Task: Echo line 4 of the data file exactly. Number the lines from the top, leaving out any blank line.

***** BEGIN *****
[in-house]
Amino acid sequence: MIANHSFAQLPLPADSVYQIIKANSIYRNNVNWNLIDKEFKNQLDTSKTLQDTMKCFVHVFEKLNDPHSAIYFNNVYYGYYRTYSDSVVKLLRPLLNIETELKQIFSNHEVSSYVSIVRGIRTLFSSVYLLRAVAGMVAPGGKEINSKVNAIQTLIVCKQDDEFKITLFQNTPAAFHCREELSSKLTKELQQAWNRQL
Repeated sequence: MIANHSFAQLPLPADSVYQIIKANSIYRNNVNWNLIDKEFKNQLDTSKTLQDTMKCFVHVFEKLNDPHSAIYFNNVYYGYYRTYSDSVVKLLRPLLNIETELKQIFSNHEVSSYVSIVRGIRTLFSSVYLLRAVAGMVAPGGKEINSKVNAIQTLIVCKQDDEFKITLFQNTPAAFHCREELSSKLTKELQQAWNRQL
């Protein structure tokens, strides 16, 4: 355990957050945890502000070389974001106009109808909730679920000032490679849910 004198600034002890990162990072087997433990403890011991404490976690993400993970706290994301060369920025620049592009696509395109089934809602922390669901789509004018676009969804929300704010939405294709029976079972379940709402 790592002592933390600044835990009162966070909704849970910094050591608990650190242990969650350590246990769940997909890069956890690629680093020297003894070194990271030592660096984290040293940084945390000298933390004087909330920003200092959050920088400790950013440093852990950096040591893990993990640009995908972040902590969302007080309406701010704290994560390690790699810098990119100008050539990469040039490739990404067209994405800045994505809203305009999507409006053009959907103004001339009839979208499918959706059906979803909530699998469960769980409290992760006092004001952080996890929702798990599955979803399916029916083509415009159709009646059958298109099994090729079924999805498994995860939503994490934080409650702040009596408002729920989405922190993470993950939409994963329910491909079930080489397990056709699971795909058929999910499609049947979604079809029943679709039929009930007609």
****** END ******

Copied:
């Protein structure tokens, strides 16, 4: 355990957050945890502000070389974001106009109808909730679920000032490679849910 004198600034002890990162990072087997433990403890011991404490976690993400993970706290994301060369920025620049592009696509395109089934809602922390669901789509004018676009969804929300704010939405294709029976079972379940709402 790592002592933390600044835990009162966070909704849970910094050591608990650190242990969650350590246990769940997909890069956890690629680093020297003894070194990271030592660096984290040293940084945390000298933390004087909330920003200092959050920088400790950013440093852990950096040591893990993990640009995908972040902590969302007080309406701010704290994560390690790699810098990119100008050539990469040039490739990404067209994405800045994505809203305009999507409006053009959907103004001339009839979208499918959706059906979803909530699998469960769980409290992760006092004001952080996890929702798990599955979803399916029916083509415009159709009646059958298109099994090729079924999805498994995860939503994490934080409650702040009596408002729920989405922190993470993950939409994963329910491909079930080489397990056709699971795909058929999910499609049947979604079809029943679709039929009930007609």